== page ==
Friday, March 7, 2014

If optical brighteners are in the Talek, shouldn't the water be "whiter and brighter"?

After spending two great weeks with us, David had to return to the US, but we had one more week in the field with Emma. During this time, we spent some more time investigating the Talek River and its tributaries. A lot of Emma's research is focused on understanding the impact of humans on river ecosystems, and she is working with us to untangle the role of urban developments vs. tourism facilities vs. hippo inputs in the Talek River and its tributaries. This is an important river system to understand because it is the main tributary in the middle reaches of the Mara, and it enters the Mara River in the middle of the reserve. However, water quality in the Talek can be very poor, which may have a big impact on the water quality we see in the downstream portion of the Mara.

Build-up of rotting hippo feces and in a tributary of the Talek
As one tool in our toolbox, we worked on a new method that can be used to detect something called "optical brighteners" in river water. I had never heard of optical brighteners until recently, but they are in many kinds of laundry detergent, and are what make your clothes look "whiter and brighter." It's not that optical brighteners are necessarily bad for the river, but if they are detectable in a river, they indicate the presence of large human inputs of other kinds, like nutrients and sewage.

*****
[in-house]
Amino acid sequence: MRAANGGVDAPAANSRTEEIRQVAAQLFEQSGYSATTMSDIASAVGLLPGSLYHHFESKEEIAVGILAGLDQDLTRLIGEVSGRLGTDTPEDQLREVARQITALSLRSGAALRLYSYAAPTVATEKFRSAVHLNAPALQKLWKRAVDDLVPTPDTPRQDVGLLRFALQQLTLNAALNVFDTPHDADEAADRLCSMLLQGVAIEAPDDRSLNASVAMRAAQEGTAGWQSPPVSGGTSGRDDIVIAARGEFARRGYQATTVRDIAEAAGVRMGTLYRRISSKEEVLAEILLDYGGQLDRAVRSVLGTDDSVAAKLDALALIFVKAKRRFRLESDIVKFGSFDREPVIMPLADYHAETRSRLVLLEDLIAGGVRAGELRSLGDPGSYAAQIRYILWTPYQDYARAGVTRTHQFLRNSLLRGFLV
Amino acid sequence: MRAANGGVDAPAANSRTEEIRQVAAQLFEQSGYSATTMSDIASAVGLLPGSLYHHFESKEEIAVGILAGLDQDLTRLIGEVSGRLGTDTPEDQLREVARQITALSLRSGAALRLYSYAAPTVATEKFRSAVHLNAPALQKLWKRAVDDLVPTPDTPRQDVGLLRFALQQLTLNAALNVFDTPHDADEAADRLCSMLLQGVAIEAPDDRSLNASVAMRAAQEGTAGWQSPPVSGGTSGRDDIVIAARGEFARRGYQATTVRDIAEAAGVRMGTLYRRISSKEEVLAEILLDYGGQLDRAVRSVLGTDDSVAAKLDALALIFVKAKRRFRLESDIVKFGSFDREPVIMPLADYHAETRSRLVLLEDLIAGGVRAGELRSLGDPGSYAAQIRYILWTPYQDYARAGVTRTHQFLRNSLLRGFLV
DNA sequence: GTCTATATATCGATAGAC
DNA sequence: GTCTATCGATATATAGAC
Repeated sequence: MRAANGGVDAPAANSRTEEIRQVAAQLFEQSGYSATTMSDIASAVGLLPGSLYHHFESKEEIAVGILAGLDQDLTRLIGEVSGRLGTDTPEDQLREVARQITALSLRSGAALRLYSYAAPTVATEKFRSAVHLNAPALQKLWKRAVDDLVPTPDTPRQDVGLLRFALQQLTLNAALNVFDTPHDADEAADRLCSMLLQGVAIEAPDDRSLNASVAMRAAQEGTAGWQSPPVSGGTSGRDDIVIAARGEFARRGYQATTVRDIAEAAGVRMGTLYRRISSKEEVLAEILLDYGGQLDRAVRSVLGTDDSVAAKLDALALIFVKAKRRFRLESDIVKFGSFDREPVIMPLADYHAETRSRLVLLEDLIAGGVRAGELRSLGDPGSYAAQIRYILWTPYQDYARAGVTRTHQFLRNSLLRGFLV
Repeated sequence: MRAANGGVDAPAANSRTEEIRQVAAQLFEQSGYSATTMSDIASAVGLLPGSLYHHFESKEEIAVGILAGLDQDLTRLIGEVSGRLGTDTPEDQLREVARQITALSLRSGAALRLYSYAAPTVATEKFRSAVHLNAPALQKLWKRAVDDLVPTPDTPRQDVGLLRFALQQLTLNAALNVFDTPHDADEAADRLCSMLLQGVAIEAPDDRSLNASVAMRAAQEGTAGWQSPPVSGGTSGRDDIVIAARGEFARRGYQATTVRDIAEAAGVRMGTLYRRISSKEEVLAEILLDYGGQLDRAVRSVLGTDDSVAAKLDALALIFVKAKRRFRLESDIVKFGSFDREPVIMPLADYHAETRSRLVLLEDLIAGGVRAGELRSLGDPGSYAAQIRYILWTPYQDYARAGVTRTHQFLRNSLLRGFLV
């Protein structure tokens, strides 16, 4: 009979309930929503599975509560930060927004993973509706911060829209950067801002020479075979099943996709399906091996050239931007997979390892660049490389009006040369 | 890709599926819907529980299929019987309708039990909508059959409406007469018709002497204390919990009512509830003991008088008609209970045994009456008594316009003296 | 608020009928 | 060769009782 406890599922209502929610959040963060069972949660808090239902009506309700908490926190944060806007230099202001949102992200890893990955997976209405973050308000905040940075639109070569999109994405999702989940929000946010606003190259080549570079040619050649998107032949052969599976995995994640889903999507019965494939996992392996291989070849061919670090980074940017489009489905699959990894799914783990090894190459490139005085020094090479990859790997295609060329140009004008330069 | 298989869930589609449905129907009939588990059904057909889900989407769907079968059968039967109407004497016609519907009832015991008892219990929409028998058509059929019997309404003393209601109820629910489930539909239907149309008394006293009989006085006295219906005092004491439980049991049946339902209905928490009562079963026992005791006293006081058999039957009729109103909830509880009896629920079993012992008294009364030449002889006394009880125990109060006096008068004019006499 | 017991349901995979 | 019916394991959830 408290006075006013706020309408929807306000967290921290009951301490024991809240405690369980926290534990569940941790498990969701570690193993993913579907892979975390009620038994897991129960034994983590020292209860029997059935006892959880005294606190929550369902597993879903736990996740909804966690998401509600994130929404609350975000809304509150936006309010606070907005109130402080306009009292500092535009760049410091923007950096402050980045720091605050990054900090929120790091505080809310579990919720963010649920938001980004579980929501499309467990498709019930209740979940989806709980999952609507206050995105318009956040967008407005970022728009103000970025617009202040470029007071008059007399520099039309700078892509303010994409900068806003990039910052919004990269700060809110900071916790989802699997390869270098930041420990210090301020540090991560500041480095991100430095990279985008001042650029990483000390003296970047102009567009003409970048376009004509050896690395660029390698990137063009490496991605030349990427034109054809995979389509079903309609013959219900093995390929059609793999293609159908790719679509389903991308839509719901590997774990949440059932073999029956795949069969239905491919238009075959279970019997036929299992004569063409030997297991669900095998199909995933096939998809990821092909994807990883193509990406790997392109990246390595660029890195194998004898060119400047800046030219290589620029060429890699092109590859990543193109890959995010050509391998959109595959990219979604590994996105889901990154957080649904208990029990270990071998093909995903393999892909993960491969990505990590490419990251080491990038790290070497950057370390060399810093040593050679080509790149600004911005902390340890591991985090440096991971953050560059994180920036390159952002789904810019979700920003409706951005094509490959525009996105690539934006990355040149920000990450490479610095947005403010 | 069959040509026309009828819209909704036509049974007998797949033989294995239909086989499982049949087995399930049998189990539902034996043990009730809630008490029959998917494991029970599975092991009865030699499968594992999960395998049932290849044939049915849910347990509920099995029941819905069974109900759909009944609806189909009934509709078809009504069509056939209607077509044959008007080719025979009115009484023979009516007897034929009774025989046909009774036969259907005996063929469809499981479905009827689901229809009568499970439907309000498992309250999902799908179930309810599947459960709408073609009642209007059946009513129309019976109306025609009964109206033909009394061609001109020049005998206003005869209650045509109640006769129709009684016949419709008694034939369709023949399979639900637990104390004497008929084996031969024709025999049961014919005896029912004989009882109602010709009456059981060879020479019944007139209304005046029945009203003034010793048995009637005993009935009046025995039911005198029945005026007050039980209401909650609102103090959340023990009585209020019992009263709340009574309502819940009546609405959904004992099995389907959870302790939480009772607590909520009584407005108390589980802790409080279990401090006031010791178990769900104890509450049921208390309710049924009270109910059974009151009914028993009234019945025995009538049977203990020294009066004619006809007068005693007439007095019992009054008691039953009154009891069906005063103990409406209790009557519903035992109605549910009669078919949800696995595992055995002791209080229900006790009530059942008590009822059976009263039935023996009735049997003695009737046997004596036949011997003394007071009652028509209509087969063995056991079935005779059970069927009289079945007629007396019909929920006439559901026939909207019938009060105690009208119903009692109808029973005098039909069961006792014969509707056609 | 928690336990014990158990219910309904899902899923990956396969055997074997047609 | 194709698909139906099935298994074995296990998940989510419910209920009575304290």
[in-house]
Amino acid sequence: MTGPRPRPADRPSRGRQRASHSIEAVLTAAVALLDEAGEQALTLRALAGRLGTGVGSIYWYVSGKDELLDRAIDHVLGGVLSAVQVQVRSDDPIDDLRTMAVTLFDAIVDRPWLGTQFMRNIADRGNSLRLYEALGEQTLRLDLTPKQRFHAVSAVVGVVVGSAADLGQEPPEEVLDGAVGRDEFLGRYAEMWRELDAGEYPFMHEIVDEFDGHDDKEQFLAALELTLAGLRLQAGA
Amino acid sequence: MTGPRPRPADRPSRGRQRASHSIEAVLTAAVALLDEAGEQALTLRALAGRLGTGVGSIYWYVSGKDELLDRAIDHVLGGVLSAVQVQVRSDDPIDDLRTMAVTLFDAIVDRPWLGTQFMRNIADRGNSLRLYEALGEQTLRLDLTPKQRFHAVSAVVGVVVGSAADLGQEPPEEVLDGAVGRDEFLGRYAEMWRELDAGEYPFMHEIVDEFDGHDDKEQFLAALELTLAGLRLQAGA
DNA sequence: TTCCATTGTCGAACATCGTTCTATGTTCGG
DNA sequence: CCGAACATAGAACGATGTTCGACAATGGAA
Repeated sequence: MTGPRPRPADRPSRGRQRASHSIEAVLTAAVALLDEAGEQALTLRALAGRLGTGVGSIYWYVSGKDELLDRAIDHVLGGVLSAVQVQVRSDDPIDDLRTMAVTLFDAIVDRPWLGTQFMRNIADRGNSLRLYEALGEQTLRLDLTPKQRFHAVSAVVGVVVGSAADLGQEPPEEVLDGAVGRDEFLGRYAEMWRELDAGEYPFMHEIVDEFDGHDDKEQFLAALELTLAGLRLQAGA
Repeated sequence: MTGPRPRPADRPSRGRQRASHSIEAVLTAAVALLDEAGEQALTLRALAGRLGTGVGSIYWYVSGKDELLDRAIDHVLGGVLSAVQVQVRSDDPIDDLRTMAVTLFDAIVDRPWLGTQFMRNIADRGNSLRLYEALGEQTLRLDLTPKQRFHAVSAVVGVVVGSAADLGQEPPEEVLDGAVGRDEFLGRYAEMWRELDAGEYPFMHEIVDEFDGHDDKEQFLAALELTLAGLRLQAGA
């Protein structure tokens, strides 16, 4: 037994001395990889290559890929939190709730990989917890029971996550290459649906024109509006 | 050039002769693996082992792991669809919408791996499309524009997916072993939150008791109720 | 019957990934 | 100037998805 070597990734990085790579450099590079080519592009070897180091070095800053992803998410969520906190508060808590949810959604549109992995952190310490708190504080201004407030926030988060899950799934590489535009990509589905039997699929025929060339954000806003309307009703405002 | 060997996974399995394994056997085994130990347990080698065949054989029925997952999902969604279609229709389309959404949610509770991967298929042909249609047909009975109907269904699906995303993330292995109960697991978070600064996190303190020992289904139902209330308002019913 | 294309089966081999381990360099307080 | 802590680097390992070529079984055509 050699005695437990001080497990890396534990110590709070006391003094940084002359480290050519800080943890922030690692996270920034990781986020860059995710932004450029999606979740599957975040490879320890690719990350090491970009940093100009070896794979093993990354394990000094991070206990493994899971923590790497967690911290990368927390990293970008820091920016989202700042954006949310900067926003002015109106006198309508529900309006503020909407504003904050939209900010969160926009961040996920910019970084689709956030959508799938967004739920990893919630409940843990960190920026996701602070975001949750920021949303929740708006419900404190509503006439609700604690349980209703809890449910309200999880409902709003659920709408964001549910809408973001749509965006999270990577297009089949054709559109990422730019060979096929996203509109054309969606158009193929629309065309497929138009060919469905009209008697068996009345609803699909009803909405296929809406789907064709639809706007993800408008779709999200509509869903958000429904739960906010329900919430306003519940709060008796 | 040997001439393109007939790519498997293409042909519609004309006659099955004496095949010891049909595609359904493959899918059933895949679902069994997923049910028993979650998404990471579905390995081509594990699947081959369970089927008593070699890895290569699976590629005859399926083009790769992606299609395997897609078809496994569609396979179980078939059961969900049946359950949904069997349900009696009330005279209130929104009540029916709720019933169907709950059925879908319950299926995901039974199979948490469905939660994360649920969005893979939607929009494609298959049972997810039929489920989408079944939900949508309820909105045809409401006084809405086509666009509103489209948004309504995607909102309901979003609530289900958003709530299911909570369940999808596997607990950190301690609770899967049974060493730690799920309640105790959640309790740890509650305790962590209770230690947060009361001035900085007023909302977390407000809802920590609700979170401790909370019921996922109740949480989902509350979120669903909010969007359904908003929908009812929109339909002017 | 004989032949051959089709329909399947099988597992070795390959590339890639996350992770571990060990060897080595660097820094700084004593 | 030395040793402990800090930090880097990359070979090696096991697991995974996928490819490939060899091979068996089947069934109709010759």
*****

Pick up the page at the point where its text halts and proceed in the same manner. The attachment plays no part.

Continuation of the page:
Emma and Chris collecting water samples in the Ntiaktiak River
We collected water samples along a transect down the Talek River and its tributaries and into the Mara. Then we compared the fluorescence of the water samples at a certain wavelength to a solution made completely of Omo (the most popular detergent in Kenya). Then, because optical brighteners degrade in UV light, we exposed the water samples to UV light and tested them again. The samples with declining fluorescence after UV exposure were positive for optical brighteners.

Sure enough, we did find optical brighteners present at certain sites in the river, but not necessarily where we expected them. This is an exciting new tool to have, but as usual with new methods, it only raised more questions for us.

Emma testing for optical brighteners
After we finished that round of surveys, we started some hippo pool surveys. Because river flows are so lo right now, it's a great time to do them, and we could get Emma's insight on our methods.

Collecting hippo feces from hippo pool surveys
With all this exciting stuff going on, we were actually in the field working until one hour before Emma's flight departed out of the Mara. I think that was a record! We had such a great visit with both Emma and David, and feel very fortunate they were both able to spend so much time in the field with us this year. Looking forward to many years ahead!

Amanda and Emma at the Mara Serena airstrip

Post a Comment